Does your provider have high availability? By that I mean if they lose an SBC will your in-progress calls seamlessly move over to a standby? Are they geo-resilient? What if they lose the physical location their SBCs are hosted in? The above doesn’t just apply to their SBCs. What about their upstream provider and what about theirs? You need to consider the whole chain getting from your Teams client all the way to the PSTN network.
5. Number porting
If you want to bring your existing numbers into your Microsoft Teams platform then you need to port them to a provider offering Direct Routing (or to Microsoft direct).
Number porting in the UK is a minefield. Anyone that has done any quantity of porting within the UK will know it can be a challenge. Unfortunately, the UK porting system is very manual and old fashioned. I don’t think you will find many people compliment it.
If you want to ensure your number porting goes smoothly you need to know your provider understands the process, can manage the ports, keep you updated and keep the pressure on the upstream carriers. It takes skill and experience to keep ports on track and even more to get them rectified when things go wrong, which they occasionally do.
Make sure your provider has a number porting team you can actually speak to.
Why choose N4Engage?
Here at N4Engage we have run our own SIP trunking platform for 13 years. By our own I mean our own hardware, sitting in our own dual powered racks, in our own data centres, running on our own network. With all of the above installed, managed and maintained 24×7 by our own staff.
We know SIP, we’ve debugged and diagnosed a vast array of problems over those years and gained huge amounts of knowledge in that time. If there’s a SIP problem, we’ve probably seen it. That’s not to say we can always fix it. Sometimes it’s a customer PBX at fault, sometimes it’s an upstream system but I can say with confidence we will be able to work out what’s causing an issue.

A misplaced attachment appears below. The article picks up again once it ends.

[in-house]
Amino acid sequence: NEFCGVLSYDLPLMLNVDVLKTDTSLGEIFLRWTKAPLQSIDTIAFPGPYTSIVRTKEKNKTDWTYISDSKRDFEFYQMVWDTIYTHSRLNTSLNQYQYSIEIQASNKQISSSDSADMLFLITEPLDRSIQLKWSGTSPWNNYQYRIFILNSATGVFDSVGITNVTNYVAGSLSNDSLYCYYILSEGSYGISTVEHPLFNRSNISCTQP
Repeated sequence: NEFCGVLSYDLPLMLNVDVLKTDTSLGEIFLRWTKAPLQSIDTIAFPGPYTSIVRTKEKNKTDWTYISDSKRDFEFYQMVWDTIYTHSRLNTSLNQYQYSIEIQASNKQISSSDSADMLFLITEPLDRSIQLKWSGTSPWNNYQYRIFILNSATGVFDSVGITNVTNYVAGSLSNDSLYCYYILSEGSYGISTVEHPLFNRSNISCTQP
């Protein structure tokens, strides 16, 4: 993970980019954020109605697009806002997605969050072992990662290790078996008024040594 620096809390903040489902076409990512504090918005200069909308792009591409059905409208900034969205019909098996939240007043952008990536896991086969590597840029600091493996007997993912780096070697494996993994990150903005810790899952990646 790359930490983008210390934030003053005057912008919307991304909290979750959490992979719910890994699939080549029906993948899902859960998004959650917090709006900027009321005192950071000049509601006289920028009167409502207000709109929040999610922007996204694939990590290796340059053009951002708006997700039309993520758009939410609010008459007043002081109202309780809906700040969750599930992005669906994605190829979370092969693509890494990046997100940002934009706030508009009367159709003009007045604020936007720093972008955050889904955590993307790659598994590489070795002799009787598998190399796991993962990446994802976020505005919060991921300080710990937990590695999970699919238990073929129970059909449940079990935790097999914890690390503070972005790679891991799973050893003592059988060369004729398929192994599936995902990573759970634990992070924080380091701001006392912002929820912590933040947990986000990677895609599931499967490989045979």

One of the main benefits of having everything owned and managed in house is the capacity we can operate at and flexibility it brings. We don’t have to depend on third party datacentres and third party networks. We can add capacity quickly. We can (and do) deal with complex network integrations and bespoke solutions, all with in-house skill and systems.
We have redundancy. Lots of it. Another benefit of owning your own datacentres and networks. Each SBC you connect to is actually a highly available (HA) pair that can failover without any one on a call noticing it’s happened. On top of that we have these HA pairs in multiple physical locations so even an issue impacting a physical data centre won’t affect the overall platform.
Number porting expertise
Finally, number porting. In the 13 years we’ve been running a SIP platform, we’ve also been porting. We’ve seen just about everything during that time and know how to handle it. Our dedicated porting team is here to manage your port through and keep you updated at every step of the way.
Add calling to your Teams platform, without compromising on features or cost. Get started today.